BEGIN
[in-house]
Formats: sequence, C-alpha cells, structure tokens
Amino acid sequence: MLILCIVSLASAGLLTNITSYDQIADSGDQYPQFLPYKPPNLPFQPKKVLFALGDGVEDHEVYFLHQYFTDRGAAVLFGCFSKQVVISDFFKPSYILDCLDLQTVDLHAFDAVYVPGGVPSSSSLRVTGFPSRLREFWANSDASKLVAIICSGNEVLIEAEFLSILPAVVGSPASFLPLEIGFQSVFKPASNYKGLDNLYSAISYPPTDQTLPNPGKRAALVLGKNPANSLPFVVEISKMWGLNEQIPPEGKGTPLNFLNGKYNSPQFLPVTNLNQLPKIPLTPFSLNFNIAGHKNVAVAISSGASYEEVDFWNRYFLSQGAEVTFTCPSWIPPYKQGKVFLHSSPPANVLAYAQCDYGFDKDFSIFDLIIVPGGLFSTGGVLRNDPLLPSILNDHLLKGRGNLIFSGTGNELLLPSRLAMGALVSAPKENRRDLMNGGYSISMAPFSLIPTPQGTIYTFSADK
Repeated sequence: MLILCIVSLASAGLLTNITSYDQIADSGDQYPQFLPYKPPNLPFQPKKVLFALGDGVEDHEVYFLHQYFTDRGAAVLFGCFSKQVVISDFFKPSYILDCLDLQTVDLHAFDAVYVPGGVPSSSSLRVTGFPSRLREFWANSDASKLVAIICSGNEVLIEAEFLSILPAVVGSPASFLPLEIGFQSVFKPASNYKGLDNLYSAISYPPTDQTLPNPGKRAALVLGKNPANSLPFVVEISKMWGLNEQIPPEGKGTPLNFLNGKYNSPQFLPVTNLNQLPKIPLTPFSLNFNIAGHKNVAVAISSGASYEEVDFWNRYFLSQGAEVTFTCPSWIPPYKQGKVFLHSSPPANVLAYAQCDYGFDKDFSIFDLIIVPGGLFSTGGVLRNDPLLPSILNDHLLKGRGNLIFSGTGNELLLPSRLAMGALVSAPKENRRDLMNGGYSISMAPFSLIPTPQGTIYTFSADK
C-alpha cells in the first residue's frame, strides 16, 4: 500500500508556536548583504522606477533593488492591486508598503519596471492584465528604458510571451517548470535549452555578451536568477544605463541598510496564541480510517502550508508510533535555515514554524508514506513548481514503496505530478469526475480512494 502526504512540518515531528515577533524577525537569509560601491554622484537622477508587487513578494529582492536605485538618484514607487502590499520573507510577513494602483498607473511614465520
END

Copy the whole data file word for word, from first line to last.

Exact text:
[in-house]
Formats: sequence, C-alpha cells, structure tokens
Amino acid sequence: MLILCIVSLASAGLLTNITSYDQIADSGDQYPQFLPYKPPNLPFQPKKVLFALGDGVEDHEVYFLHQYFTDRGAAVLFGCFSKQVVISDFFKPSYILDCLDLQTVDLHAFDAVYVPGGVPSSSSLRVTGFPSRLREFWANSDASKLVAIICSGNEVLIEAEFLSILPAVVGSPASFLPLEIGFQSVFKPASNYKGLDNLYSAISYPPTDQTLPNPGKRAALVLGKNPANSLPFVVEISKMWGLNEQIPPEGKGTPLNFLNGKYNSPQFLPVTNLNQLPKIPLTPFSLNFNIAGHKNVAVAISSGASYEEVDFWNRYFLSQGAEVTFTCPSWIPPYKQGKVFLHSSPPANVLAYAQCDYGFDKDFSIFDLIIVPGGLFSTGGVLRNDPLLPSILNDHLLKGRGNLIFSGTGNELLLPSRLAMGALVSAPKENRRDLMNGGYSISMAPFSLIPTPQGTIYTFSADK
Repeated sequence: MLILCIVSLASAGLLTNITSYDQIADSGDQYPQFLPYKPPNLPFQPKKVLFALGDGVEDHEVYFLHQYFTDRGAAVLFGCFSKQVVISDFFKPSYILDCLDLQTVDLHAFDAVYVPGGVPSSSSLRVTGFPSRLREFWANSDASKLVAIICSGNEVLIEAEFLSILPAVVGSPASFLPLEIGFQSVFKPASNYKGLDNLYSAISYPPTDQTLPNPGKRAALVLGKNPANSLPFVVEISKMWGLNEQIPPEGKGTPLNFLNGKYNSPQFLPVTNLNQLPKIPLTPFSLNFNIAGHKNVAVAISSGASYEEVDFWNRYFLSQGAEVTFTCPSWIPPYKQGKVFLHSSPPANVLAYAQCDYGFDKDFSIFDLIIVPGGLFSTGGVLRNDPLLPSILNDHLLKGRGNLIFSGTGNELLLPSRLAMGALVSAPKENRRDLMNGGYSISMAPFSLIPTPQGTIYTFSADK
C-alpha cells in the first residue's frame, strides 16, 4: 500500500508556536548583504522606477533593488492591486508598503519596471492584465528604458510571451517548470535549452555578451536568477544605463541598510496564541480510517502550508508510533535555515514554524508514506513548481514503496505530478469526475480512494 502526504512540518515531528515577533524577525537569509560601491554622484537622477508587487513578494529582492536605485538618484514607487502590499520573507510577513494602483498607473511614465520